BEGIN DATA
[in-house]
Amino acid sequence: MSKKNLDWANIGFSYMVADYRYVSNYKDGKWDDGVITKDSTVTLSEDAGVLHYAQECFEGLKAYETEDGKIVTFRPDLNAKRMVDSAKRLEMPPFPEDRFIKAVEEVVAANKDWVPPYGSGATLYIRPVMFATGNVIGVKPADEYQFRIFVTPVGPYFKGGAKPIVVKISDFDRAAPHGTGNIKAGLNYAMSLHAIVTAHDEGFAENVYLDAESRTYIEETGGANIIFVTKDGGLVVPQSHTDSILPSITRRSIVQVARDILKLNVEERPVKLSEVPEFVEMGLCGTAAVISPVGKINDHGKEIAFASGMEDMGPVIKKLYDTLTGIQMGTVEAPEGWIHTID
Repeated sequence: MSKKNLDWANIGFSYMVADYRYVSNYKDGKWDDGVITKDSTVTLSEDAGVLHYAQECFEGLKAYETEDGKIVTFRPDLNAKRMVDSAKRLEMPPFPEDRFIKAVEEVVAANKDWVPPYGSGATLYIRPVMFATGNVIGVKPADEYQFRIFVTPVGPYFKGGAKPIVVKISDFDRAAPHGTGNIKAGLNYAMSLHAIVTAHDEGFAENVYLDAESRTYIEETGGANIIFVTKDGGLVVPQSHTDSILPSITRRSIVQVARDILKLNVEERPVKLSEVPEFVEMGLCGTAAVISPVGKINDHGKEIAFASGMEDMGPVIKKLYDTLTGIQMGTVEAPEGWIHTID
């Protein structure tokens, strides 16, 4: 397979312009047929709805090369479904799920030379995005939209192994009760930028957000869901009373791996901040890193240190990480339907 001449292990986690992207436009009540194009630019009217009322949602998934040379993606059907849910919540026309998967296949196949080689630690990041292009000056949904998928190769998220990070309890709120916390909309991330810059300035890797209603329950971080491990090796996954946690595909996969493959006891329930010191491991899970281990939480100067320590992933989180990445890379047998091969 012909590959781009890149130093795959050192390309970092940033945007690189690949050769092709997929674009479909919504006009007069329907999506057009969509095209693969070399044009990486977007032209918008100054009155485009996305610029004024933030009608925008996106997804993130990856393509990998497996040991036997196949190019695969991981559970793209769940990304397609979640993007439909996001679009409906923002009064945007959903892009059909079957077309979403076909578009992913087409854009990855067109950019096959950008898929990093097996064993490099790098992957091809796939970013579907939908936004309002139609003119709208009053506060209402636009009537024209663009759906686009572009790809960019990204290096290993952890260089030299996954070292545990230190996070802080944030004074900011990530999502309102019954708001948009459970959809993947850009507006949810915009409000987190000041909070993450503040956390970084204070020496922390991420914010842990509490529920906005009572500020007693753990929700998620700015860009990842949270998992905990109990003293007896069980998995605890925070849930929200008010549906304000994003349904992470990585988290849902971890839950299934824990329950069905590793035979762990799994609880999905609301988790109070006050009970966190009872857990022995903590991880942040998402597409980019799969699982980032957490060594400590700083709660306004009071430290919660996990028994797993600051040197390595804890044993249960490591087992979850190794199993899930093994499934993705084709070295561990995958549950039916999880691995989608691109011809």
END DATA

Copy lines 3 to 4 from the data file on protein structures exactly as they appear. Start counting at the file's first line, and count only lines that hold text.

Repeated sequence: MSKKNLDWANIGFSYMVADYRYVSNYKDGKWDDGVITKDSTVTLSEDAGVLHYAQECFEGLKAYETEDGKIVTFRPDLNAKRMVDSAKRLEMPPFPEDRFIKAVEEVVAANKDWVPPYGSGATLYIRPVMFATGNVIGVKPADEYQFRIFVTPVGPYFKGGAKPIVVKISDFDRAAPHGTGNIKAGLNYAMSLHAIVTAHDEGFAENVYLDAESRTYIEETGGANIIFVTKDGGLVVPQSHTDSILPSITRRSIVQVARDILKLNVEERPVKLSEVPEFVEMGLCGTAAVISPVGKINDHGKEIAFASGMEDMGPVIKKLYDTLTGIQMGTVEAPEGWIHTID
């Protein structure tokens, strides 16, 4: 397979312009047929709805090369479904799920030379995005939209192994009760930028957000869901009373791996901040890193240190990480339907 001449292990986690992207436009009540194009630019009217009322949602998934040379993606059907849910919540026309998967296949196949080689630690990041292009000056949904998928190769998220990070309890709120916390909309991330810059300035890797209603329950971080491990090796996954946690595909996969493959006891329930010191491991899970281990939480100067320590992933989180990445890379047998091969 012909590959781009890149130093795959050192390309970092940033945007690189690949050769092709997929674009479909919504006009007069329907999506057009969509095209693969070399044009990486977007032209918008100054009155485009996305610029004024933030009608925008996106997804993130990856393509990998497996040991036997196949190019695969991981559970793209769940990304397609979640993007439909996001679009409906923002009064945007959903892009059909079957077309979403076909578009992913087409854009990855067109950019096959950008898929990093097996064993490099790098992957091809796939970013579907939908936004309002139609003119709208009053506060209402636009009537024209663009759906686009572009790809960019990204290096290993952890260089030299996954070292545990230190996070802080944030004074900011990530999502309102019954708001948009459970959809993947850009507006949810915009409000987190000041909070993450503040956390970084204070020496922390991420914010842990509490529920906005009572500020007693753990929700998620700015860009990842949270998992905990109990003293007896069980998995605890925070849930929200008010549906304000994003349904992470990585988290849902971890839950299934824990329950069905590793035979762990799994609880999905609301988790109070006050009970966190009872857990022995903590991880942040998402597409980019799969699982980032957490060594400590700083709660306004009071430290919660996990028994797993600051040197390595804890044993249960490591087992979850190794199993899930093994499934993705084709070295561990995958549950039916999880691995989608691109011809």